There are physical and environmental health risks of amalgamation. Of primary concern is the health effects to the miner performing the amalgamation. Mercury is a highly toxic element that doesn’t break down in the environment. It’s merely “recycled” between land, water, and air. In animals, mercury can become concentrated in the food chain causing problems. Mercury builds up in the human body and attacks the nervous system. Because mercury vaporizes at room temperature, it pollutes homes and communities when left in open containers in the African heat, and when toxic mercury vapors are released during the amalgamation process. Mercury that’s evaporated into the air can travel great distances and be breathed by miners, their families, and others near the mining community.

Because lungs readily absorb mercury, and mercury is not easily excreted, it collects in the body causing hair loss, muscle tremors, fatigue, decreased cognitive function, and death. In the 18th century, hat makers used mercury to process felt hats. Continual low-level exposure of the mercury vapors built up in the hatter’s body until they went crazy. Hence the term, “Mad Hatter.”

Many mercury free mining techniques are available, however access to safer mining equipment is cost prohibitive for artisanal gold miners.

Barely an hour passes from the time gold is found, mined, amalgamated, and taken over the border into Mali where companies introduce it into the world market. By avoiding government mining frameworks, nationals who find gold retain more of the profit. And those who do not stand to lose their entire life’s savings. That, however is a topic for another post.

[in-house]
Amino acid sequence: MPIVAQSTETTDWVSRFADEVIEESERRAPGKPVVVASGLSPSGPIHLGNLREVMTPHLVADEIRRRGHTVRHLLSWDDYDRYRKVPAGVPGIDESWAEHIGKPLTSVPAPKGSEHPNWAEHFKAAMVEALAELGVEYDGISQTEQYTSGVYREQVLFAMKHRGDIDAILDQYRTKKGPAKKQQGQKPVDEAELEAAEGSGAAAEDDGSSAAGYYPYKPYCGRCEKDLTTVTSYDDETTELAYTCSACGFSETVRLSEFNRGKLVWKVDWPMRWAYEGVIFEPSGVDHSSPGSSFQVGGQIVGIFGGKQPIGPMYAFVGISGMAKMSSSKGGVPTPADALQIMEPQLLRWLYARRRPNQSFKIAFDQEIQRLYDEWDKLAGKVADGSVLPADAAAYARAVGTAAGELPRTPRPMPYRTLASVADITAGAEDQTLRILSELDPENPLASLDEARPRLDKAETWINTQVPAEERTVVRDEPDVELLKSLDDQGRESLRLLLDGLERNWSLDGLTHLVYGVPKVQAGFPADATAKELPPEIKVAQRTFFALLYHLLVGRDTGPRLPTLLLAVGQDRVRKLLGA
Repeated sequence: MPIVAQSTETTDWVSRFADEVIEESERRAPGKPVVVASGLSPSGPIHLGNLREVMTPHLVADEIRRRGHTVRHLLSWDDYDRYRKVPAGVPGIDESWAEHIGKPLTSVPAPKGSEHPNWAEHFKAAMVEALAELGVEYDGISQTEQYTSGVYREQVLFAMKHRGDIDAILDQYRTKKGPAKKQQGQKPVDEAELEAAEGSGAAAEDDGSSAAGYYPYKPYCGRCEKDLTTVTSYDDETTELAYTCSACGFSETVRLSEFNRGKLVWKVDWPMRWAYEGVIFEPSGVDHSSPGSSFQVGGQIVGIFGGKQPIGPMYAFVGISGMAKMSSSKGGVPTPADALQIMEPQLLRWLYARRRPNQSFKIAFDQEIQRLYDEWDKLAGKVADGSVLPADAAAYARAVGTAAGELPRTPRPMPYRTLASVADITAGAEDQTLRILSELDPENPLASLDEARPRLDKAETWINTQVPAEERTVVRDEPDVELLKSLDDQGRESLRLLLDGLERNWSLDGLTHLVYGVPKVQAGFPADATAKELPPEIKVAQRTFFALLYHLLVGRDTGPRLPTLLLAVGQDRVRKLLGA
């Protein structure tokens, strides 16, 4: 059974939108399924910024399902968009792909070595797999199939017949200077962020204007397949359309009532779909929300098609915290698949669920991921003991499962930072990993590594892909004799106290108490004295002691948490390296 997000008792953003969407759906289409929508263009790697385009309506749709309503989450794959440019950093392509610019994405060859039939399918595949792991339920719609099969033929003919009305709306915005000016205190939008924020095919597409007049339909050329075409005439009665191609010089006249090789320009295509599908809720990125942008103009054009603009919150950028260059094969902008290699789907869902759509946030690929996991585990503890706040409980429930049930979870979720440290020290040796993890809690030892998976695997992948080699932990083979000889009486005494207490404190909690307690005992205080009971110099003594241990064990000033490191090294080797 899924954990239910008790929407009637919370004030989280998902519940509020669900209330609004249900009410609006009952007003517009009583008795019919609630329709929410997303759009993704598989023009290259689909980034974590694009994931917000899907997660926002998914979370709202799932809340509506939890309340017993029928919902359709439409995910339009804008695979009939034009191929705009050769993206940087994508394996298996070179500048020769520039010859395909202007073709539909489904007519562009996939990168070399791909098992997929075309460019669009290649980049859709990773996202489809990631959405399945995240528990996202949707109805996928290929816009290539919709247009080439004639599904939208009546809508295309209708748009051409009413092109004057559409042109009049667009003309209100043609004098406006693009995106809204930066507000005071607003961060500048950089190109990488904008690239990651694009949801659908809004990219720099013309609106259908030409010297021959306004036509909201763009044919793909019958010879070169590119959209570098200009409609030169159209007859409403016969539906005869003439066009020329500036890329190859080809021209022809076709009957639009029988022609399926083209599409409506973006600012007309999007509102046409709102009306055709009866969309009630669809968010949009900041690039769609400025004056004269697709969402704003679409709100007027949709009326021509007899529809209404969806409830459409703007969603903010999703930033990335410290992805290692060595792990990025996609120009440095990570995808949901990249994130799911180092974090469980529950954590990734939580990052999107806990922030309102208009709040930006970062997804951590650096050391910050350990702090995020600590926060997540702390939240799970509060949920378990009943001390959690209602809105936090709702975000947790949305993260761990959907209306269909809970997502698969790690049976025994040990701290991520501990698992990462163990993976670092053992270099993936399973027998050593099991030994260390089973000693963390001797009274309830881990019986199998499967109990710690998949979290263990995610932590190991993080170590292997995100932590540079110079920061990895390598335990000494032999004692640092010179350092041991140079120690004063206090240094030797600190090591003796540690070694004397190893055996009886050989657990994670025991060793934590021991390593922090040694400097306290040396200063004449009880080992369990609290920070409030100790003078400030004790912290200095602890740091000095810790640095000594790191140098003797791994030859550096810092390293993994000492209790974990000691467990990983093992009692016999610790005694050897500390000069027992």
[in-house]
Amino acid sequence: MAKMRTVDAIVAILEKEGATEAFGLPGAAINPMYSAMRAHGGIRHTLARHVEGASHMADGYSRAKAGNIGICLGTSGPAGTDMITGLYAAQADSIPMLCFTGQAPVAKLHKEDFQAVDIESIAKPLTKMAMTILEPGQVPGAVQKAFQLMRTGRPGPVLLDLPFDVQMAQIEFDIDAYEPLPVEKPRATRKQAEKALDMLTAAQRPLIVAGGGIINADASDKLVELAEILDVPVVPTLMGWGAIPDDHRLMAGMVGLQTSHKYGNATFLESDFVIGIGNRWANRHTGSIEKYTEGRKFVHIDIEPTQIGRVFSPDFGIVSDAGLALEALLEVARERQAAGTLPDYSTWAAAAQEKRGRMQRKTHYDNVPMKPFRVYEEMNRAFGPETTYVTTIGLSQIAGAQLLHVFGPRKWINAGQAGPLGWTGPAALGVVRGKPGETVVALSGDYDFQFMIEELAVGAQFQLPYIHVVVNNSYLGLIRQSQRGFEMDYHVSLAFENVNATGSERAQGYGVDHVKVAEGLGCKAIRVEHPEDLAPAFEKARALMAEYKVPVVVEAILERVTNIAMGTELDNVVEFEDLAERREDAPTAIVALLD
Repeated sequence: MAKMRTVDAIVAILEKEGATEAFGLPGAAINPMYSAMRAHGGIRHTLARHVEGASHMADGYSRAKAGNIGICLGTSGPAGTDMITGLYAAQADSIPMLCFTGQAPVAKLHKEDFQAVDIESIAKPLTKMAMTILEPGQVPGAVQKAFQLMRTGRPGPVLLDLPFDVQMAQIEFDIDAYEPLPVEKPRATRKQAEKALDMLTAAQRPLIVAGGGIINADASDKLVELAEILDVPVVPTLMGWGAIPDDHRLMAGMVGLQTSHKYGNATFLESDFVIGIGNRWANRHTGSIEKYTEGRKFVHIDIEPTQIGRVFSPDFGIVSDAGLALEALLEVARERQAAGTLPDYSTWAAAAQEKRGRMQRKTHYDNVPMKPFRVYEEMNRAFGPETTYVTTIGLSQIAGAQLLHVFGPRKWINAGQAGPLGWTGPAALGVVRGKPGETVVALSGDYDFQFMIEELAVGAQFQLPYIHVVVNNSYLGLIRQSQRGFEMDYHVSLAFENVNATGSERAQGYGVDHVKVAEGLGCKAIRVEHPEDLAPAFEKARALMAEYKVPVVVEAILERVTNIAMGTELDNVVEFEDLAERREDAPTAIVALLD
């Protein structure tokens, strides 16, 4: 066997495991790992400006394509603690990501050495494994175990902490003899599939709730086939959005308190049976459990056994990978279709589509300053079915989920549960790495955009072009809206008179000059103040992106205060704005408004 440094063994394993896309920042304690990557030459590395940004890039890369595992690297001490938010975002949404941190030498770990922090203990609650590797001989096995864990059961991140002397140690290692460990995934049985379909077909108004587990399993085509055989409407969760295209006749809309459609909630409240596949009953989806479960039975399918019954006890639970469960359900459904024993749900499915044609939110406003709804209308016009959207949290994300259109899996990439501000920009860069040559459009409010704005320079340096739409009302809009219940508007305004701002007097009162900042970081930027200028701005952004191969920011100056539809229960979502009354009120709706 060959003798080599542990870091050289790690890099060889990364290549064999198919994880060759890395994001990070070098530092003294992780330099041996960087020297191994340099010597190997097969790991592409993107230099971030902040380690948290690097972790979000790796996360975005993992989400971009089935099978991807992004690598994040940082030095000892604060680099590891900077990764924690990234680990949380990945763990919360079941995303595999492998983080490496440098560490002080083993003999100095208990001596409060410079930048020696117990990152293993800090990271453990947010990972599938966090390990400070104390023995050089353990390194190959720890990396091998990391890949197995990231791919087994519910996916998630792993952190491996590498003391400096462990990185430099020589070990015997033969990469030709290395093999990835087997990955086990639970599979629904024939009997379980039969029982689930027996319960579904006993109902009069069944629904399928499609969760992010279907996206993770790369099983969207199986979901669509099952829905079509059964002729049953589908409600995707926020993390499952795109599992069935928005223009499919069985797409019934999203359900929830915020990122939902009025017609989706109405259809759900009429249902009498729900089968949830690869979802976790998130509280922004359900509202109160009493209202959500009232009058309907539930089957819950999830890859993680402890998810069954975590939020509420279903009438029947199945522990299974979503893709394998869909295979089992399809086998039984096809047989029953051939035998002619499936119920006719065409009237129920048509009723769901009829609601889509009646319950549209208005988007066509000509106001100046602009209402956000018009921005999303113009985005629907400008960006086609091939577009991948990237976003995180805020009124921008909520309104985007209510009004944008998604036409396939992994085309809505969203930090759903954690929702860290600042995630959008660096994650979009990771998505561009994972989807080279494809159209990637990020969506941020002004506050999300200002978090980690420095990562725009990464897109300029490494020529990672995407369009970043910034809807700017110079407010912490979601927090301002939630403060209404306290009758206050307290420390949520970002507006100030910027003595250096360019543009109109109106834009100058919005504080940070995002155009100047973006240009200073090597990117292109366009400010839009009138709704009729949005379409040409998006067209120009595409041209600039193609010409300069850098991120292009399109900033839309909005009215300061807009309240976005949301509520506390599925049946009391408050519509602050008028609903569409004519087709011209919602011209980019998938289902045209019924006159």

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2018 Scripture Calendars

Billie is compiling the 2018 Scripture calendars this week. The 2018 calendar focuses on Bible verses related to “Blessings” and will be used to share the Good News in several people groups spanning four countries in West Africa. Please pray for each component to come together quickly and accurately so she can send them to print by the deadline in June.

Thanks to Jenn Kujawa, each month will feature beautiful photography of fruit from our region. {The fruit of the coconut palm is not a nut, but rather a drupe. The coconut is known for its great versatility and when properly harvested, there is no waste.}

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Looking for Adventure?

Do you enjoy fishing, hunting, hiking, biking, swimming, cliff diving, camping, off-roading, rock climbing, rappelling, and being at one with nature? Would you like to live and work in the great outdoors? Do you eschew all things modern such as electricity, running water, grocery stores, restaurants, and processed food?

No? Then come work at our English Language Center where you can enjoy all the comforts of home while serving God.

Yes? Then come work at our English Language Center where you can enjoy all of God’s amazing creation with your friends after class.

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Ramadan Prayer Guide

Mr. B againRamadan, Islam’s high holy month of fasting to commemorate their belief that the Archangel Gabriel’s visit to Muhammad to give him the first verse of the Koran, begins today Friday, May 26 for some people in the Muslim world, and lasts through Saturday, June 24. For us, Ramadan will likely begin on Sunday. Ramadan is one of the five pillars of Islam. During Ramadan, Muslims will pray, and abstain from such pleasures as smoking, eating food and drinking water between sun up and sun down, among others.